Free Space Optics (FSO) communications
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20-09-2009, 03:55 PM

Free Space Optics (FSO) communications, also called Optical Wireless (OW)
Bo Rong, Yi Qian, Member, IEEE, and Kejie Lu, Member, IEEE

Imagine a technology that offers unsurpassed reliability and

high-speed connectivity. A technology that can be installed globally is

easy to deploy, license-free and offers a fast, high ROI. That

technology is free-space optics (FSO).

Free Space Optics (FSO) communications, also called Optical

Wireless (OW) or Infrared Laser, refers to the transmission of

modulated visible or infrared (IR) beams through the atmosphere to

obtain optical communications. Like fiber, Free Space Optics (FSO)

uses lasers to transmit data, but instead of enclosing the data stream

in a glass fiber, it is transmitted through the air. Free Space Optics

(FSO) works on the same basic principle as Infrared television

remote controls, wireless keyboards or IRDA ports on laptops or

cellular phones
Speed of fiber flexibility of wireless

Optical wireless, based on FSO-technology, is an optical

technology that provides the speed of fiber, with the flexibility of

wireless. It enables optical transmission at speeds of up to 2.5 Gbps

and, in the future, 10 Gbps using WDM. This is not possible with any

fixed wireless/RF technology today. Optical wireless also obviates the

need to buy expensive spectrum, which further distinguishes it from

fixed wireless technologies. Moreover, its narrow beam transmission

is typically two meters versus 20 meters and more for traditional,

even newer radio-based technologies such as millimeter-wave radio.

Optical wireless products similarities with conventional optical

solutions enable the seamless integration of access networks with

optical core networks and help to realize the vision of an all-optical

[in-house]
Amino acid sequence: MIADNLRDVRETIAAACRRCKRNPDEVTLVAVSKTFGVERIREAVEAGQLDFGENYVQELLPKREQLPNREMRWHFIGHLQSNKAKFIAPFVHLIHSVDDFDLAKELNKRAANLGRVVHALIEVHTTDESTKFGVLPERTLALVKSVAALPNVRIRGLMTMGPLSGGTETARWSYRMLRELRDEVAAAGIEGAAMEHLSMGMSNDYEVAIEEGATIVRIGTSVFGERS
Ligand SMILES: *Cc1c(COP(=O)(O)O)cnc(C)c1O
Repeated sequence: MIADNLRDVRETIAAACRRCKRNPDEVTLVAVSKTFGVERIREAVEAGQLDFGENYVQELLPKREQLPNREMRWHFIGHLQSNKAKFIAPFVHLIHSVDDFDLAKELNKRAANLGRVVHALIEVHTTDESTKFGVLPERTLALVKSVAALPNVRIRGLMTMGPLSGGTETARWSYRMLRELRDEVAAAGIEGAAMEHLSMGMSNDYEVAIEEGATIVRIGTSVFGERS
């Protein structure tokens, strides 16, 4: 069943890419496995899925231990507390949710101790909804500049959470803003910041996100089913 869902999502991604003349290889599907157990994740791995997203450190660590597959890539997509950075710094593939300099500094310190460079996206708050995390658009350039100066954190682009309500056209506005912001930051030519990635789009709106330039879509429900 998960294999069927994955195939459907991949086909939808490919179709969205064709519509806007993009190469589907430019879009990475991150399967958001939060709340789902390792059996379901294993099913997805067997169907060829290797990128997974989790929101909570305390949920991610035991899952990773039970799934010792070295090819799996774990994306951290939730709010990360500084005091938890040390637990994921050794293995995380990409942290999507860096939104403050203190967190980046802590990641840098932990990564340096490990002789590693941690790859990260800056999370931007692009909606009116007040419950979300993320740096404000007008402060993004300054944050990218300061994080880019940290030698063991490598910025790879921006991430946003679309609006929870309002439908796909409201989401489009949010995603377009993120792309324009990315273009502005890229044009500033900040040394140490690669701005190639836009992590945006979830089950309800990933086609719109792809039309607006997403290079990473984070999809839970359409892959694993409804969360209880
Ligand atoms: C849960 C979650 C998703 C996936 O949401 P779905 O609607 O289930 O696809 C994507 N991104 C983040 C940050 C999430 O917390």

FSO: Wireless Links at the Speed of Light

Unlike radio and microwave systems, Free Space Optics

(FSO) is an optical technology and no spectrum licensing or

frequency coordination with other users is required, interference from

or to other systems or equipment is not a concern, and the point-topoint

laser signal is extremely difficult to intercept, and therefore

secure. Data rates comparable to optical fiber transmission can be

carried by Free Space Optics (FSO) systems with very low error

rates, while the extremely narrow laser beam widths ensure that there

is almost no practical limit to the number of separate Free Space

Optics (FSO) links that can be installed in a given location.

Historically, Free Space Optics (FSO) or optical wireless

communications was first demonstrated by Alexander Graham Bell in

the late nineteenth century (prior to his demonstration of the

telephone!).Free Space Optics (FSO) experiment converted voice

sounds into telephone signals and transmitted them between

receivers through free air space along a beam of light for a distance

of some 600 feet.

Although photophone never became a commercial reality, it

demonstrated the basic principle of optical communications.

Essentially all of the engineering of today, Free Space Optics (FSO)

or free space optical communications systems was done over the

past 40 years or so, mostly for defense application

Originally developed by the military and NASA, FSO has been

used for more than 30 years to provide fast communication links in

remote locations. Cable-Free has extensive experience in this area: